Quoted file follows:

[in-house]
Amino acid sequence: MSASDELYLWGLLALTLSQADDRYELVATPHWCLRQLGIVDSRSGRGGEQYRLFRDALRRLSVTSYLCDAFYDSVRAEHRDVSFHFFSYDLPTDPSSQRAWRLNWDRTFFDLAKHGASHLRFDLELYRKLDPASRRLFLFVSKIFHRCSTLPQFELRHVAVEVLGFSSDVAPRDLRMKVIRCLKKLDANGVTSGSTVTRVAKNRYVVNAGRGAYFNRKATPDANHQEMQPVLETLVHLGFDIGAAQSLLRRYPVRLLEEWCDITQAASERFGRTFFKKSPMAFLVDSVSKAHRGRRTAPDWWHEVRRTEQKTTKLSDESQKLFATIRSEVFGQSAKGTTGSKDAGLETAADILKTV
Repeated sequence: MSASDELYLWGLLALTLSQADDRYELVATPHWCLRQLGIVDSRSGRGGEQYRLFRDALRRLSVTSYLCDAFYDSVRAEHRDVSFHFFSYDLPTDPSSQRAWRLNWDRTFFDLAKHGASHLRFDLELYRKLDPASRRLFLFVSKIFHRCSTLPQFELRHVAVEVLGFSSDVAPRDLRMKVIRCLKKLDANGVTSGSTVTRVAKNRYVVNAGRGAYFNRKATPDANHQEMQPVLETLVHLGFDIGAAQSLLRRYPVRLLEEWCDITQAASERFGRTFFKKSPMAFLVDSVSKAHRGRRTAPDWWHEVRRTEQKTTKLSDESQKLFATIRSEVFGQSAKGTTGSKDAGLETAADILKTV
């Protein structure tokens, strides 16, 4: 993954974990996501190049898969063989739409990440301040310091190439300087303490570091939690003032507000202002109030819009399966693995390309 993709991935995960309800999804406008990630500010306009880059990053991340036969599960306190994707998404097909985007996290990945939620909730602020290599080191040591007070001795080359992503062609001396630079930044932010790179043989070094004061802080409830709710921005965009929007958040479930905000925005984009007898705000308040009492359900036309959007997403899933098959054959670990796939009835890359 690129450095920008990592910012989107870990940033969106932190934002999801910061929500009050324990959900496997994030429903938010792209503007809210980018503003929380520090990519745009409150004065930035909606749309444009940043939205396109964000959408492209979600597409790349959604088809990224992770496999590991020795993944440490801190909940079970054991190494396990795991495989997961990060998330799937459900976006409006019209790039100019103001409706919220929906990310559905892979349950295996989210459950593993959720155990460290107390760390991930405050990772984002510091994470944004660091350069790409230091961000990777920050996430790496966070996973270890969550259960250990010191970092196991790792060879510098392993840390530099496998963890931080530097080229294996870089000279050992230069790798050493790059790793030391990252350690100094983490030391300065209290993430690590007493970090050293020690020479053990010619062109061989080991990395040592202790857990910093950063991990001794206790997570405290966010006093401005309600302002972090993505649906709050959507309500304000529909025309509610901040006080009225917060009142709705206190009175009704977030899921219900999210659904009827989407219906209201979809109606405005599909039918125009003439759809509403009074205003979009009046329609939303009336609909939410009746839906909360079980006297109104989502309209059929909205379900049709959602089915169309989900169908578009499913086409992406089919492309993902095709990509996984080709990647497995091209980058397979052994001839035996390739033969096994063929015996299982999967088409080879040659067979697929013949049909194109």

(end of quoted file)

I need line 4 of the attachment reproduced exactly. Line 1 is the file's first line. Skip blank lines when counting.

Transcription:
């Protein structure tokens, strides 16, 4: 993954974990996501190049898969063989739409990440301040310091190439300087303490570091939690003032507000202002109030819009399966693995390309 993709991935995960309800999804406008990630500010306009880059990053991340036969599960306190994707998404097909985007996290990945939620909730602020290599080191040591007070001795080359992503062609001396630079930044932010790179043989070094004061802080409830709710921005965009929007958040479930905000925005984009007898705000308040009492359900036309959007997403899933098959054959670990796939009835890359 690129450095920008990592910012989107870990940033969106932190934002999801910061929500009050324990959900496997994030429903938010792209503007809210980018503003929380520090990519745009409150004065930035909606749309444009940043939205396109964000959408492209979600597409790349959604088809990224992770496999590991020795993944440490801190909940079970054991190494396990795991495989997961990060998330799937459900976006409006019209790039100019103001409706919220929906990310559905892979349950295996989210459950593993959720155990460290107390760390991930405050990772984002510091994470944004660091350069790409230091961000990777920050996430790496966070996973270890969550259960250990010191970092196991790792060879510098392993840390530099496998963890931080530097080229294996870089000279050992230069790798050493790059790793030391990252350690100094983490030391300065209290993430690590007493970090050293020690020479053990010619062109061989080991990395040592202790857990910093950063991990001794206790997570405290966010006093401005309600302002972090993505649906709050959507309500304000529909025309509610901040006080009225917060009142709705206190009175009704977030899921219900999210659904009827989407219906209201979809109606405005599909039918125009003439759809509403009074205003979009009046329609939303009336609909939410009746839906909360079980006297109104989502309209059929909205379900049709959602089915169309989900169908578009499913086409992406089919492309993902095709990509996984080709990647497995091209980058397979052994001839035996390739033969096994063929015996299982999967088409080879040659067979697929013949049909194109």